That defense includes the Civil War, a segregated education system, Jim Crow laws enforcing segregation, real estate redlining that divides virtually all our major cities along racial lines, a criminal justice system that disproportionately kills or incarcerates millions of Black men, and state-drawn networks of barriers to restrict minority voting. Jones calls such practices the staggering ransom that whiteness has demanded to sustain itself.
It would be easy for me to point to the storming of the nation’s Capitol by a mob defending white supremacy as the orientation that must be changed. However, that would let me off the hook.
In the months after the murder of George Floyd on May 26, 2020, I realized I had just finished a strikingly white manuscript — an account of my teaching experience as a professor of pastoral theology. Fortunately, it hadn’t been published. I was a white professor in all-white seminaries, led by all-white faculties, teaching, with few exceptions, only white students. My seminary teaching was walled off from African Americans and the incalculable injustice that year after year and day after day undermined their dignity and caused them to live in fear of the power and menace of whiteness.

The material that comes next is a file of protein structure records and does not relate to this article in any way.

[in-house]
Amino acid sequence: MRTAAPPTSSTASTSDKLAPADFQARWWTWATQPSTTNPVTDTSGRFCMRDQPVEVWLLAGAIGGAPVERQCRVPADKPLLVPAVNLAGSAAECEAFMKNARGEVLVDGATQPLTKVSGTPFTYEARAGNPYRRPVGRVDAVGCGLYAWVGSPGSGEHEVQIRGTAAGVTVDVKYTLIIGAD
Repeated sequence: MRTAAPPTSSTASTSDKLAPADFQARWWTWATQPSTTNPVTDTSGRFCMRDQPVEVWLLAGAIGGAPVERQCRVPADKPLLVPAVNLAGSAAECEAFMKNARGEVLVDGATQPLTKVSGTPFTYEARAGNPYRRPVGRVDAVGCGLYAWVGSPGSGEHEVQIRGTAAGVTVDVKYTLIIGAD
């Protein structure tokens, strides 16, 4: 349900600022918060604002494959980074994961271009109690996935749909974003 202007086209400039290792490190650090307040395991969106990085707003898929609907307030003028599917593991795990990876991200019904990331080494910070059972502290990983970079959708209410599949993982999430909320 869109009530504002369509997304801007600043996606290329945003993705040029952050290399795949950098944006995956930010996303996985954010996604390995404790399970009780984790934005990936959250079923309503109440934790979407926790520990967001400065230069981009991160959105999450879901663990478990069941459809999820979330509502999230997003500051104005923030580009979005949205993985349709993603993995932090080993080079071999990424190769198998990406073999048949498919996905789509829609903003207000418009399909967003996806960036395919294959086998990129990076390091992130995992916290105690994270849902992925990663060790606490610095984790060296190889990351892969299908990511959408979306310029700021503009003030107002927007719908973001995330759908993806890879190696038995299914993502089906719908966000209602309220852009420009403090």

I discovered that you cannot dig into the meaning of whiteness without learning that racial relationships qualify everything you do — and in my case, everything you write. Even though I taught in virtually all-white seminaries, nonetheless race was a part of all we did. It was, as I can see now, inescapable. All of us were agents of whiteness, and few, if any of us, knew it.
Amanda Gorman has challenged me to continue facing up to my whiteness and to reorient myself against it. Like the psalmist, I will need God’s help to do so. She ends her poem with these verses:
So let us leave behind a country
better than the one we were left with.
Every breath from my bronze-pounded chest,
we will raise this wounded world into a wondrous one …
our people diverse and beautiful will emerge,
battered and beautiful.
When day comes we step out of the shade,
aflame and unafraid,
the new dawn blooms as we free it.
For there is always light,
if only we’re brave enough to see it.
If only we’re brave enough to be it.
The “if” with which she ends her poem is my “if” — and for those who are white like me, it is yours, too.
Richard Hester taught pastoral theology for more than 20 years at two seminaries. After serving as executive director of the Georgia Association for Pastoral Care, he continued his career as a therapist at a pastoral counseling center in Raleigh, N.C., where he established the Narrative Therapy Seminar in 1997. He received two degrees from Southern Baptist Theological Seminary.